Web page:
After years of sturm and drang over possible pollution problems at Brooklyn's 'Bullseye Glass', turns out they're OK

DAVID F. ASHTON - OHA Public Health Toxicologist David Farrer explained the findings of the report, in the online public meeting conducted via ZOOM. On Tuesday evening, April 5, the Oregon Health Authority's Environmental Health Assessment Program hosted an online public community meeting to discuss the Public Health Assessment Draft Report for a Brooklyn neighborhood business, Bullseye Glass.

The meeting, scheduled to begin at 6 p.m., was delayed for 25 minutes due to technical issues. Then, Oregon Health Authority (OHA) Environmental Public Health Section Manager Gabriela Goldfarb served as a facilitator for the meeting, which had 35 attendees on the ZOOM platform. First was a presentation of the report summary, followed by question-and-answer period.

"You have been waiting for a long time to get to this stage in the public health process; it took longer than it should have," Goldfarb admitted to the attendees.

OHA Program Manager Julie Sifuentes then commented on "how stressful this has been for so many neighbors, leaving them feeling unsafe [when] breathing the air at home in and in their neighborhood." She added that the wish for herself and OHA coworkers was to help "bring closure" to those who live and work in the Brooklyn neighborhood.

Sifuentes recalled how the investigation began in 2011, and continued through 2016 "when media made it more widely known".

If you'd like to read the Bullseye Glass Public Health Assessment report for yourself, you can download it at this web address –

Next, the report's author, OHA Public Health Toxicologist David Farrer thanked those who served on a study committee from May of 2016 until the present, attending a total of eight meetings.

Farrer then stepped through the "Bullseye Glass Company Public Health Assessment Summary Factsheet", page by page, beginning with pointing out the location of the manufacturer, and its proximity to parks and schools.

According to the Summary Factsheet:

· There is not enough information about conditions before Bullseyes emissions were reduced

· (February 2016) answering community questions of whether long-term past exposure to the air around Bullseye Glass could harm or might have harmed peoples health

· Levels of metals measured in the air around Bullseye Glass in October 2015 were NOT high enough to harm the health of people who only breathed it during that one month

· Had emissions from Bullseye Glass not been reduced and levels of metals measured in October 2015 been allowed to persist, long-term exposure to that air might have harmed the health of people breathing it

· Based on the October 2015 air monitoring data, the contaminants that posed the greatest risk around Bullseye Glass were cadmium and arsenic

· Exposure to soil, garden produce, and air, since February 2016, around Bullseye Glass will NOT harm health

· Interventions to reduce emissions from Bullseye Glass reduced current and future cancer risk over 50 times, and non-cancer risk over 100 times

Additional analysis

· Urine tests produced uncertain results. Results of urine cadmium tests reported to OHA have too many uncertainties and scientific limitations to draw any health conclusion in this assessment

· No elevated rates of key cancers are associated with exposure to Bullseye-related metals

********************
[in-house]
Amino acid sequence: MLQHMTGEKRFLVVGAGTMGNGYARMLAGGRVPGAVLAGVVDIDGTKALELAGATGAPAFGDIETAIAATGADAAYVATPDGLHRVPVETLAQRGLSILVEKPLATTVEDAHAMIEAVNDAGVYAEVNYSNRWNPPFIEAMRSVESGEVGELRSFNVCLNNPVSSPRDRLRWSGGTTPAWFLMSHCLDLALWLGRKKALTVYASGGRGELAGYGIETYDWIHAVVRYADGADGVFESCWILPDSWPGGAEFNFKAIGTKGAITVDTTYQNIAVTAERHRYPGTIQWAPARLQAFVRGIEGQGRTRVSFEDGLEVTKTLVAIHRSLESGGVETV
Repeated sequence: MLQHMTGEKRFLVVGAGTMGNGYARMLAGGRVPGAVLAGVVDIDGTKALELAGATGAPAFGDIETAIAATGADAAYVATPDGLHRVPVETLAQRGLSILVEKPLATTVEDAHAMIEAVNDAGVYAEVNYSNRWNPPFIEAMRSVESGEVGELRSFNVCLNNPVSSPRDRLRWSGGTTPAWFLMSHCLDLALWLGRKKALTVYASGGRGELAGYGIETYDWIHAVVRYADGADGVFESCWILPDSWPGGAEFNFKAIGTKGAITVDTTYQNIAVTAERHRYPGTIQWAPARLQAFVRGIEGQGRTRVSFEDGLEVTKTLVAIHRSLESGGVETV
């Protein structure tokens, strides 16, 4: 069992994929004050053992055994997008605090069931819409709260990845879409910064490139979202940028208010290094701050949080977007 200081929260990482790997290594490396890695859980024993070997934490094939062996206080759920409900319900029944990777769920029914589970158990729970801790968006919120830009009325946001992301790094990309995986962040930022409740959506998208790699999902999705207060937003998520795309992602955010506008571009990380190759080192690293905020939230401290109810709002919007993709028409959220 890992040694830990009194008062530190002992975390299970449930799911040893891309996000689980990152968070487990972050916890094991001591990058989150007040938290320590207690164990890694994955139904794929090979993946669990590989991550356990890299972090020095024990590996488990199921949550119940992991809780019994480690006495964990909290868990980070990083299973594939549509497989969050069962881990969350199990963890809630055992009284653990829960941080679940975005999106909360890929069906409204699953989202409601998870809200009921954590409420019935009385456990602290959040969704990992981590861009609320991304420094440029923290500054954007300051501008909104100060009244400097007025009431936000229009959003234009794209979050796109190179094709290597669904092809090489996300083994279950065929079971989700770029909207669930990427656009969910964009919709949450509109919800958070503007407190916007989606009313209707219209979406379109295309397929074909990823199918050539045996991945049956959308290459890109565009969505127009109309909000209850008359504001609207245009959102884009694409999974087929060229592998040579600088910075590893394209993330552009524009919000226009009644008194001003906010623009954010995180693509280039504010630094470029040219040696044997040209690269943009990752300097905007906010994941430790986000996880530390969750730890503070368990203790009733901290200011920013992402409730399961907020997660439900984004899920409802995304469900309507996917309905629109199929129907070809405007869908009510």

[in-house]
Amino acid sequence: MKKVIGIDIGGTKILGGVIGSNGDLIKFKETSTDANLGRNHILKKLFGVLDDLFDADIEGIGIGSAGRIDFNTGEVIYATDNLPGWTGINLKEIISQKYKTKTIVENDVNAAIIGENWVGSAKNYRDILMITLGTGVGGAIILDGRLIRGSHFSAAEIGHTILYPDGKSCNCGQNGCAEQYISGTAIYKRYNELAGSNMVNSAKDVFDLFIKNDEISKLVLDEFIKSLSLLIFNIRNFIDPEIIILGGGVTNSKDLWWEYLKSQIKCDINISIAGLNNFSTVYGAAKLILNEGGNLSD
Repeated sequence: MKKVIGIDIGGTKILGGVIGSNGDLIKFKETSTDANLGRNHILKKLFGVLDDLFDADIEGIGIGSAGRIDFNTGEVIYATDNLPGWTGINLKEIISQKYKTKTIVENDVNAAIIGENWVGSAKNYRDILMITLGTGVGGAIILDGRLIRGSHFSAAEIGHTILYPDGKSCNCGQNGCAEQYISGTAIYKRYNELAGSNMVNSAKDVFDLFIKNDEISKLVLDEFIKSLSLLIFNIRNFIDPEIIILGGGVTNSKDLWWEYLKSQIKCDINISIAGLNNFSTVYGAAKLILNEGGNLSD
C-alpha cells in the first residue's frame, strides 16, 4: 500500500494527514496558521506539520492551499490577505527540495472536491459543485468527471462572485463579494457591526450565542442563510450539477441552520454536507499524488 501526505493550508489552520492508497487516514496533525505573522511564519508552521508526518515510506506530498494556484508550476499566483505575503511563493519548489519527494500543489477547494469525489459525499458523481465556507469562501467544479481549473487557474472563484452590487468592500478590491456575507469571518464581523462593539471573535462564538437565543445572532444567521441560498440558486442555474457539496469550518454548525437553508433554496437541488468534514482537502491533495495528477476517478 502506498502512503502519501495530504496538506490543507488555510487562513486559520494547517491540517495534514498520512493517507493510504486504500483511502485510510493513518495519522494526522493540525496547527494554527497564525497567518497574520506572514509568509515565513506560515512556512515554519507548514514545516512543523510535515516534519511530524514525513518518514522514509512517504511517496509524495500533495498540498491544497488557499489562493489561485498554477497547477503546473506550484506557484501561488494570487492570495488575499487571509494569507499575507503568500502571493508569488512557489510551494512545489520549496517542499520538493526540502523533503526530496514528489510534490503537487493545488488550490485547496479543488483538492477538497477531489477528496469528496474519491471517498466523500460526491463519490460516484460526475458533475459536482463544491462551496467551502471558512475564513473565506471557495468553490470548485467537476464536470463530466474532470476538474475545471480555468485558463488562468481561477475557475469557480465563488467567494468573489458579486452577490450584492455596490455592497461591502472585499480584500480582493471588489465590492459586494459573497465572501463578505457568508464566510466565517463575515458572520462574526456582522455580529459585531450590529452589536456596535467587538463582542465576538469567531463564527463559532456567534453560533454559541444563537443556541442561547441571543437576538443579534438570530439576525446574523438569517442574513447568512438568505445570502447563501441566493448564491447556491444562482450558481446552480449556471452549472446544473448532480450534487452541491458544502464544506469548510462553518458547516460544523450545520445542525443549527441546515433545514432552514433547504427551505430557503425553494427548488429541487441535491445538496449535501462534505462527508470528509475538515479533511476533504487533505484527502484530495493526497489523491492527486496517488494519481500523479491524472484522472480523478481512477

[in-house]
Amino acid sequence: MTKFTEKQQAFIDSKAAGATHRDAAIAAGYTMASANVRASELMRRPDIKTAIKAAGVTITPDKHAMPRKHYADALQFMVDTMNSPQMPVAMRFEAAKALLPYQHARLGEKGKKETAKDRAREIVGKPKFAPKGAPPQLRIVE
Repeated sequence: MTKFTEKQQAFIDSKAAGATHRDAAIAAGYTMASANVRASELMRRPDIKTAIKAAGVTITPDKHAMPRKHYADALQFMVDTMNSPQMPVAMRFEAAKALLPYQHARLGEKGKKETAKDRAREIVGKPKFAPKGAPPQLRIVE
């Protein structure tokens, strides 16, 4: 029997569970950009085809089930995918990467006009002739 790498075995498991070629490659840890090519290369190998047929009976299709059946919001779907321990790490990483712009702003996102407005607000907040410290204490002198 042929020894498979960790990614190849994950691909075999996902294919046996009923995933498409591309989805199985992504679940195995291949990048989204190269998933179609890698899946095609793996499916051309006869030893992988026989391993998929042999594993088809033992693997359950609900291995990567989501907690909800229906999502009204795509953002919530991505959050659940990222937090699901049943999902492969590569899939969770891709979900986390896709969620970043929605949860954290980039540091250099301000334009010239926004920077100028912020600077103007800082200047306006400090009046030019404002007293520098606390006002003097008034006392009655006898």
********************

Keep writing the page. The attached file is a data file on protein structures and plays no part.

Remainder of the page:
· OHA found that lung and bladder cancer rates in the three census tracts around Bullseye Glass, from 1999-2013, were not higher than expected

· Eating homegrown produce is OK. Produce harvested around Bullseye Glass is unlikely to harm the health of adults or children

· No further action is needed to reduce exposure to emissions from Bullseye Glass

DAVID F. ASHTON - A worker is pouring molten glass onto a worktable where it will become highly-prized Bullseye art glass. During the Q&A, John Karabaic, who identified himself with the Brooklyn Action Corps neighborhood association asked about sensors.

"We had an air quality sensor installed in our public garden at Southeast Franklin [Street] and McLaughlin [Boulevard], which I didn't see on your sensor map. Is it because it was part of a different sensing effort, or is it something that was left out of [the report]? Karabaic asked.

Farrer responded, "I am aware of those data. I don't know if DEQ is ready to talk about them. From what I have seen and was described by lab folks, the levels of metals measured at those monitors are similar to what we found in the 2016 monitoring."

Another question put by an attendee was, "Did Bullseye know they are being monitored; and, had there been any change of operations or might they have changes to operations if they were aware of that?"

Attendee Jim Jones, President of Bullseye Glass replied, "We were notified by DEQ that the monitor in October 2015 was going to be installed. And, no, we didn't change our operations at that time."

Others questioned the methodology behind the study, and how the long-term health risk projections were established.

After the meeting, we asked what Bullseye Glass's President, Jim Jones, and the company's owners thought of the report.

"OHA's Public Health Assessment verifies that operations at Bullseye Glass do not pose a public health concern, and confirms that the emissions control systems installed in 2016 are effective," he replied. "We agree with OHA that air quality data collected near Bullseye Glass in 2015 was flawed and inadequate to evaluate potential health risks.


"We continue to be responsive to any concerns neighbors or DEQ might have. Ongoing monitoring confirms that our operations remain safe."

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